The Peoples’ Voice To Challenge Inequality

“I have heard the voice of the People and understand their sufferings and so I have come down to liberate them”
Holy Bible

At the dawn of the New Millennium there was a big talk about reaching the Millennium Development Goals by 2015 and amongst other goals is to eradicate poverty, illiteracy, to provide basic amenities and health care to all and the People were made to believe that all the problems would be solved and equilibrium is maintained. The same was thunderously resounded in the Abode of Clouds, the State of Meghalaya. The ground reality is that no goal will be achieved, except for those minimum numbers who dare to play the “hungama” and the “tamasha” facilitated by the system and the “aam admi” will remain in suffering unless an alternate “hungama” is raised and the system is challenged.

P Sainath’s eloquent and articulate presentation on Tacitus’s records about the burning of Rome and the events that ensued is strikingly sharp and challenging. The analysis on Tacitus’ records lies not only on the savagery of the Emperor but also on the cruelty of Nero’s Guest who remained silent. The present situation in our State and society is no different, where the “aam admi” are burnt alive daily by abject poverty, inequality, diseases of all kinds and exploitation of all forms et al while the common man is being choked to death by our “don-akor” and “don-burom” attitude which has consciously or unconsciously made many of us to become indifferent and at worst to sell our conscience at Nero’s banquet.

Moreover, living in a tax-free and subsidized State and depending on freebies and grants-in-aid even the best of mortals hardly comprehend the workings of the Stock-Exchange. But a farmer feels the shiver down his/her spine when the price of “u phan” (Potato) or “kubi” (gabbage) is strangled at Iewduh. Every day, the 66% BPL families in the State have to bear the pangs caused by the liberalized economy and a single mother who is slogging 24×7 to feed a handful of mouths is anxious about the soaring price of an onion which makes her cry even from a distance. The common man understands clearly well and is shaken by the intimidating numbers of the NIFTY and SENSEX more than the number of the Beast (666) which he/she reads in the Book of Revelations. Our women are frightened by the statistics that every four or five minutes a woman is either raped or molested, by the rise in domestic violence and the abuses meted out to domestic workers etc.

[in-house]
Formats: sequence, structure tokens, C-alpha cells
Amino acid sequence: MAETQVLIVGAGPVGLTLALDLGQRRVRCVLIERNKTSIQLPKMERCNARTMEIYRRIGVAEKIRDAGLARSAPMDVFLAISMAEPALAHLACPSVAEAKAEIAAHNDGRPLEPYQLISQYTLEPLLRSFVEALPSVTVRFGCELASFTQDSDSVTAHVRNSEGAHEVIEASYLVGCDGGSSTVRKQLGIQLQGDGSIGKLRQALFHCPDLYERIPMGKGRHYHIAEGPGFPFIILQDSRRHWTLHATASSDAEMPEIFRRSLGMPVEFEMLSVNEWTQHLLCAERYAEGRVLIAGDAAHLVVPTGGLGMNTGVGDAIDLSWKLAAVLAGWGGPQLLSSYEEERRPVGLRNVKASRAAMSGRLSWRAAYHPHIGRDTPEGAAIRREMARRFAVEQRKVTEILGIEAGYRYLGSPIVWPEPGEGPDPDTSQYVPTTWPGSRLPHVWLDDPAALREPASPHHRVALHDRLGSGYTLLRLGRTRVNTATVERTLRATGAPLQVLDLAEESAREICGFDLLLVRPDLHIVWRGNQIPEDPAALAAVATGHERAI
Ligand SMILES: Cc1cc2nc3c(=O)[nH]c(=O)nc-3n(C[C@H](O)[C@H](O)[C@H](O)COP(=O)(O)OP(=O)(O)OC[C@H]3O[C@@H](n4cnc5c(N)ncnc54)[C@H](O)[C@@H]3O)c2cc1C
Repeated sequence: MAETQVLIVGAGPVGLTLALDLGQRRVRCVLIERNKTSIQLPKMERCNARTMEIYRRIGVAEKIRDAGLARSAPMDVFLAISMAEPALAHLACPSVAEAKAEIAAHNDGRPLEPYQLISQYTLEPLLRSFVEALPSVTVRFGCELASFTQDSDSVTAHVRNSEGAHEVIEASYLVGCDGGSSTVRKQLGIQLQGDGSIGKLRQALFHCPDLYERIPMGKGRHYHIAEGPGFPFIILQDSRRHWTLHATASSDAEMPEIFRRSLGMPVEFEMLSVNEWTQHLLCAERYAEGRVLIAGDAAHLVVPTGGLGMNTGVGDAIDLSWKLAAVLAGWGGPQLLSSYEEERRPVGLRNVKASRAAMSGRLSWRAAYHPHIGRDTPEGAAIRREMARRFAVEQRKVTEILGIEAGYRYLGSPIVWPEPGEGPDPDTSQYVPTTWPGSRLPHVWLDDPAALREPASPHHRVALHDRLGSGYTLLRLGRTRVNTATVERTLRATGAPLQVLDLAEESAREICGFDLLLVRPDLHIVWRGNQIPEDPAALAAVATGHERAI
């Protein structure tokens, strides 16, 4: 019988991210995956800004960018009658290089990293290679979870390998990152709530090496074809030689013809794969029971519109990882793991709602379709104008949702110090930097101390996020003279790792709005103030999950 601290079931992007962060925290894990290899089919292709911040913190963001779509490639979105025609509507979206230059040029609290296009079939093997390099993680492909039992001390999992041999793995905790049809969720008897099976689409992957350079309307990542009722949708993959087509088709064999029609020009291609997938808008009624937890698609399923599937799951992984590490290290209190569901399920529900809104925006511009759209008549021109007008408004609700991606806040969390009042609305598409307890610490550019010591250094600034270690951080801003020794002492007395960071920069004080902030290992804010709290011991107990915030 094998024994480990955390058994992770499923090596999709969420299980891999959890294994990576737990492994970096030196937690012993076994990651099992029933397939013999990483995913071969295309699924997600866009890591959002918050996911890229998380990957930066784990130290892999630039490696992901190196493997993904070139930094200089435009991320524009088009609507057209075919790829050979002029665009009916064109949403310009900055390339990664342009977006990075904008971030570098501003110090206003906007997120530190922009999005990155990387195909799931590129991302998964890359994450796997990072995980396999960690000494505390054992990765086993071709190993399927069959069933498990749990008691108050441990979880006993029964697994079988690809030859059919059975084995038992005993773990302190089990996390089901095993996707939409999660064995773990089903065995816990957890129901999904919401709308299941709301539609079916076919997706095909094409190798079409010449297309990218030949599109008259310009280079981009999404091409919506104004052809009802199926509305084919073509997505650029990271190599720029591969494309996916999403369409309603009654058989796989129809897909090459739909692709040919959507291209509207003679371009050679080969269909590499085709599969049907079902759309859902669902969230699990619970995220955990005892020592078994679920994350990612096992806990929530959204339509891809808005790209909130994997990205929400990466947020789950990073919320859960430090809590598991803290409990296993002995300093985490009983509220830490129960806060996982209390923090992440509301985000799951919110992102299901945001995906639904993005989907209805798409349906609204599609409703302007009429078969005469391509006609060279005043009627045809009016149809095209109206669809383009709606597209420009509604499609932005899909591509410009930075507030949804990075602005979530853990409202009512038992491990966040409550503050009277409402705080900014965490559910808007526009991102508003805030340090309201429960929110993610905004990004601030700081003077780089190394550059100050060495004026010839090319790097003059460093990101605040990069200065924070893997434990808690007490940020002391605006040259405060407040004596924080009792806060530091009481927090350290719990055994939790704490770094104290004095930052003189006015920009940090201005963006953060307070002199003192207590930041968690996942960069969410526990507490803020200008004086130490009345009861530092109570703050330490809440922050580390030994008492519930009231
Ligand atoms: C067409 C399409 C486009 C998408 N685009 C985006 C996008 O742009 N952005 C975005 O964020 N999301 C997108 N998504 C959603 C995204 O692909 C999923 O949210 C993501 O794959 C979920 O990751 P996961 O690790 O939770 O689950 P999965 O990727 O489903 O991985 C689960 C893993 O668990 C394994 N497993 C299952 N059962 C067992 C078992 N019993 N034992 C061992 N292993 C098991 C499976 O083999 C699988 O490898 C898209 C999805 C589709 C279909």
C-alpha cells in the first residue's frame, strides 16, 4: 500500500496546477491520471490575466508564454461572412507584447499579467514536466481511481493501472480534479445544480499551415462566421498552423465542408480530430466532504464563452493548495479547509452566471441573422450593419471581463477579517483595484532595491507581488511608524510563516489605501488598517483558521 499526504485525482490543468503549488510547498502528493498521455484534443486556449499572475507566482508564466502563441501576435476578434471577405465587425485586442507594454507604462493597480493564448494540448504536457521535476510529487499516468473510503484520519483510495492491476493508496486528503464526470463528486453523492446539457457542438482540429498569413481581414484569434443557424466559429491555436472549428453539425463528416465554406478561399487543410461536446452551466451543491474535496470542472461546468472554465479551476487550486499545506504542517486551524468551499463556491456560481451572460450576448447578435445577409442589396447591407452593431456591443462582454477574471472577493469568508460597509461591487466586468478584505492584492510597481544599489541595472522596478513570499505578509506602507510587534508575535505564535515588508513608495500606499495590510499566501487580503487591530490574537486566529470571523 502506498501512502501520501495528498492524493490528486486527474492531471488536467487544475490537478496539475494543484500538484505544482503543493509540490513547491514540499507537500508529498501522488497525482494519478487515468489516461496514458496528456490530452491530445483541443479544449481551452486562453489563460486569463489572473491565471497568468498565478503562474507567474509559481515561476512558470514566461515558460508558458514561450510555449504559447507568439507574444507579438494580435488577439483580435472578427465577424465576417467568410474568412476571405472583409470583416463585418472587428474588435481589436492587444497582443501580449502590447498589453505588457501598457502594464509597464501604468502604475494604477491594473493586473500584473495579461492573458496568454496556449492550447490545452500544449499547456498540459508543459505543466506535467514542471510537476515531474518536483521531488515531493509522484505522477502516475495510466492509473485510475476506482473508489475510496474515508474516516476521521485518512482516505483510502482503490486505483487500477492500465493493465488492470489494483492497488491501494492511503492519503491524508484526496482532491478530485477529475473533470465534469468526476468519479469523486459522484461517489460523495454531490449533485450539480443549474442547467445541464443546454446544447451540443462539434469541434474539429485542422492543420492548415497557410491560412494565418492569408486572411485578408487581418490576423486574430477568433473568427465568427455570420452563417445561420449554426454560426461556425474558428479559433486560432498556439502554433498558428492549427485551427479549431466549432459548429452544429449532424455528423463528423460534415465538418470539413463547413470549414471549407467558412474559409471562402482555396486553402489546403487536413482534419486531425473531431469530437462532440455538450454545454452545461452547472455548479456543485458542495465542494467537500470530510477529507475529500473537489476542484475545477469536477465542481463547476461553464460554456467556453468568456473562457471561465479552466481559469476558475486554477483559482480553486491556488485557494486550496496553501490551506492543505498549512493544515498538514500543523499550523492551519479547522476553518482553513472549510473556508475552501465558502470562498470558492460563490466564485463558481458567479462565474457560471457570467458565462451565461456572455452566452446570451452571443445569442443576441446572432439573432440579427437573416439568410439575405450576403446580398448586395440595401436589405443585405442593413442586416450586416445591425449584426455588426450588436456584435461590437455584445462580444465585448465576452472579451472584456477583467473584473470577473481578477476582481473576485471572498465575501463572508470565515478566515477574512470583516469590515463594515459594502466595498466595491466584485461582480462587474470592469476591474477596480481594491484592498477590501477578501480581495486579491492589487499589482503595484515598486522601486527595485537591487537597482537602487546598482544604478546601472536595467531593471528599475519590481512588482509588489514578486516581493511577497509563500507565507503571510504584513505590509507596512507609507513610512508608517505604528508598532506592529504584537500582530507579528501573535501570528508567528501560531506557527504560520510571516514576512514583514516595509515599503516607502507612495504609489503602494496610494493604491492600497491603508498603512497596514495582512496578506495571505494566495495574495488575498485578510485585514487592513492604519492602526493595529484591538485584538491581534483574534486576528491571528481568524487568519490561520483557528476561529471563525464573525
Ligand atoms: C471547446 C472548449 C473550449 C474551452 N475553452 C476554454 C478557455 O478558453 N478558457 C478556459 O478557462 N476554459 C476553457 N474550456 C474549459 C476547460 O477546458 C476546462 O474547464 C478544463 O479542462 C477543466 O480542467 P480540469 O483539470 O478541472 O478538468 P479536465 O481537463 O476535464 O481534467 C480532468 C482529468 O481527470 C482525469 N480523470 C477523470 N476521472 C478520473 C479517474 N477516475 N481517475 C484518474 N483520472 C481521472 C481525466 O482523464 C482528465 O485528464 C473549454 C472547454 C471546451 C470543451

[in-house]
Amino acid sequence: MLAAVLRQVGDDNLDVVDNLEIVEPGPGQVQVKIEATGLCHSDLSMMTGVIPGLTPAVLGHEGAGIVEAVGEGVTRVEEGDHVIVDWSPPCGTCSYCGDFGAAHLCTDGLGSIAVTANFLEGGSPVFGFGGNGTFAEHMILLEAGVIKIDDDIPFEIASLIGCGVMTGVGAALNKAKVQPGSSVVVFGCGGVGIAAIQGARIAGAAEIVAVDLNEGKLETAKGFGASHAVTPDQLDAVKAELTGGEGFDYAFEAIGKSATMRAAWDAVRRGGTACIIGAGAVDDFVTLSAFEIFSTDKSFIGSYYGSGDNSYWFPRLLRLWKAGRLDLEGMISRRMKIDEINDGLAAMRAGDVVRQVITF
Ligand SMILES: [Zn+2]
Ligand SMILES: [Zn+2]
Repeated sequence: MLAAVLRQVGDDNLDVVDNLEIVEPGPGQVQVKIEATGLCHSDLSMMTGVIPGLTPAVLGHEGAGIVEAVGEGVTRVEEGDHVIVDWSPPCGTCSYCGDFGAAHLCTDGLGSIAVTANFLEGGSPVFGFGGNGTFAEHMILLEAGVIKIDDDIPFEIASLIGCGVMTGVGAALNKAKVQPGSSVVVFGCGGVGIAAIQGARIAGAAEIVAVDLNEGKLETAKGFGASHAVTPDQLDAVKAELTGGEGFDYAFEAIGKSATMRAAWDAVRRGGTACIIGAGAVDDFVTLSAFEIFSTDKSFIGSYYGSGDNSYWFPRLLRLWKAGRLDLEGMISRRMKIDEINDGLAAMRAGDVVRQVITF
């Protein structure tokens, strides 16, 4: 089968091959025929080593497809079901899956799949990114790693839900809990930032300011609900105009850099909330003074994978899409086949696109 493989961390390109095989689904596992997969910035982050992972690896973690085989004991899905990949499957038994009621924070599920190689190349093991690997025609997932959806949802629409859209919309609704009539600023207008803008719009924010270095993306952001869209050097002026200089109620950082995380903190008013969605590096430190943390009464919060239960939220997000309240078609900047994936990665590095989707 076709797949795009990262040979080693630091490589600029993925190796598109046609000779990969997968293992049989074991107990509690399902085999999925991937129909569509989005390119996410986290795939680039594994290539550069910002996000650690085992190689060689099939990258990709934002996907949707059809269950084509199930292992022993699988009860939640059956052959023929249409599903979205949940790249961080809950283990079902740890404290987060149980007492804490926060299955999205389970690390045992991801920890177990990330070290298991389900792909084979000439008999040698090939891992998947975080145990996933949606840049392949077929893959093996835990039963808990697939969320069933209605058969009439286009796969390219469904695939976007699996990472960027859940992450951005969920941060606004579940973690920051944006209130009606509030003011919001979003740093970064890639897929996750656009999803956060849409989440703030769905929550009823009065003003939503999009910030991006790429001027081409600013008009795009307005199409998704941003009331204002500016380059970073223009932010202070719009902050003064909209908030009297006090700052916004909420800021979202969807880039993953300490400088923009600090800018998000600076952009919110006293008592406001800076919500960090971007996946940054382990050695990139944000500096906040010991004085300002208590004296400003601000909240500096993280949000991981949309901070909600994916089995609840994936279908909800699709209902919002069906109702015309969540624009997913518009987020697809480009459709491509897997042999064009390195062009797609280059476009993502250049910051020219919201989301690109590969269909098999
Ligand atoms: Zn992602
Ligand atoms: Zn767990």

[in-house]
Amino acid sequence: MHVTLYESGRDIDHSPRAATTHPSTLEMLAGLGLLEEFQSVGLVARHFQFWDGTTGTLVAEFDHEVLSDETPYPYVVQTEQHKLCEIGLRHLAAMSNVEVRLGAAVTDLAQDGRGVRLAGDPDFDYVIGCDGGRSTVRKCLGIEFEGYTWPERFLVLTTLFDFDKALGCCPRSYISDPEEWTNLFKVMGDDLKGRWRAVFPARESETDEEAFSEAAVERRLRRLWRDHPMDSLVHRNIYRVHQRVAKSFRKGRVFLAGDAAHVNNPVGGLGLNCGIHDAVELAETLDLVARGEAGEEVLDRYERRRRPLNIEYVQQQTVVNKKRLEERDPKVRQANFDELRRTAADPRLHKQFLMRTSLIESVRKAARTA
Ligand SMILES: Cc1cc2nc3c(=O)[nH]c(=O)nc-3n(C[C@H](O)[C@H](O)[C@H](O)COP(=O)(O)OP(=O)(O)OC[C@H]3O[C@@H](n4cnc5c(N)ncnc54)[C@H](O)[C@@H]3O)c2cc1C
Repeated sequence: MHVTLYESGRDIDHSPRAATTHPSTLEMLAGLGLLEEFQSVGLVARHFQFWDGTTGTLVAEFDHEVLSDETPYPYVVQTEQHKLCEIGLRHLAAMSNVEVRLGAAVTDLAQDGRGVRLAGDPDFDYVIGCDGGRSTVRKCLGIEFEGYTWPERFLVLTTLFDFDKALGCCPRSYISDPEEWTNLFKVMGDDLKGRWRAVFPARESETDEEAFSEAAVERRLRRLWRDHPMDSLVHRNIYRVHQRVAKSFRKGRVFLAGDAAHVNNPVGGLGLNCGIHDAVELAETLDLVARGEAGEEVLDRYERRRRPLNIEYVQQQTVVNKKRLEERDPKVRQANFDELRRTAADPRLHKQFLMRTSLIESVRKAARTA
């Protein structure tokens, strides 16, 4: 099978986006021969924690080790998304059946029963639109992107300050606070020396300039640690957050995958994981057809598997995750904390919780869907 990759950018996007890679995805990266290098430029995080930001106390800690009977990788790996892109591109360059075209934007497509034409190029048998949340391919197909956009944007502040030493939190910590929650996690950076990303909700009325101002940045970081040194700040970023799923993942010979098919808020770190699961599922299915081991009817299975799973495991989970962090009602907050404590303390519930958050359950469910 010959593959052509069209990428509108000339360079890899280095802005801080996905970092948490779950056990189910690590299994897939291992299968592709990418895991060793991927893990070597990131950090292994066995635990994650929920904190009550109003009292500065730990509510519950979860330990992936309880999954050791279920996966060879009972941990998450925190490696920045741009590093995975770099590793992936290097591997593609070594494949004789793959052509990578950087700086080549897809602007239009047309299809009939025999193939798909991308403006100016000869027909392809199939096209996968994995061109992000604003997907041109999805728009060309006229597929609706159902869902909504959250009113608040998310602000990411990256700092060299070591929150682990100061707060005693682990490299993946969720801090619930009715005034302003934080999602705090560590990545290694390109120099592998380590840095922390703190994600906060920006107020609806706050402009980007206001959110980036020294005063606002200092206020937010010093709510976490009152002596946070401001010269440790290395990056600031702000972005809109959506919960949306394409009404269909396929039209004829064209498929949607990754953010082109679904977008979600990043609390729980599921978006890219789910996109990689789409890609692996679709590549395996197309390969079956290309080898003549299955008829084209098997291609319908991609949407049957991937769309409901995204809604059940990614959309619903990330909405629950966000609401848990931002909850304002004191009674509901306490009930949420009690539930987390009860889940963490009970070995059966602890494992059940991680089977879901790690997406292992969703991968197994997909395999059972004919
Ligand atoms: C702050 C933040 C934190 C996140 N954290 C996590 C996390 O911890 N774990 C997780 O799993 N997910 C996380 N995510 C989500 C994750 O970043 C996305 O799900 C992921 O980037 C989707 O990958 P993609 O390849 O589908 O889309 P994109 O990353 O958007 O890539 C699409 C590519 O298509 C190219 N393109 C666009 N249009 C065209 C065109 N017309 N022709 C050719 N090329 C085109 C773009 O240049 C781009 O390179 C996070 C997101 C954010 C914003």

Coming now to Inequality which is the subject matter for debate and discussion, this is not merely a socio-economic and political issue but it has resulted in psychological problems as well and the ramifications are wide. History taught us that Saints and Sages, to whom all sorts of miraculous works are ascribed, had to deal with such psychological issues affected by the socio-economic and political Inequality. While the stage is set for Viola Davis’s movie “The Help” to romp home two or three Oscars after having won the Screen Actors Guild Awards, but sadly and blatantly in the 21st Century societies still embrace inequality in their homes by being indifferent to the dignity of labor, lack of respect and protection for maids or helpers in the family, is a grave sign of rising inequality. They (domestic workers) being an unorganized lot and placed at the lowest rung of social ladders are being exploited for the work they do which other people do not do.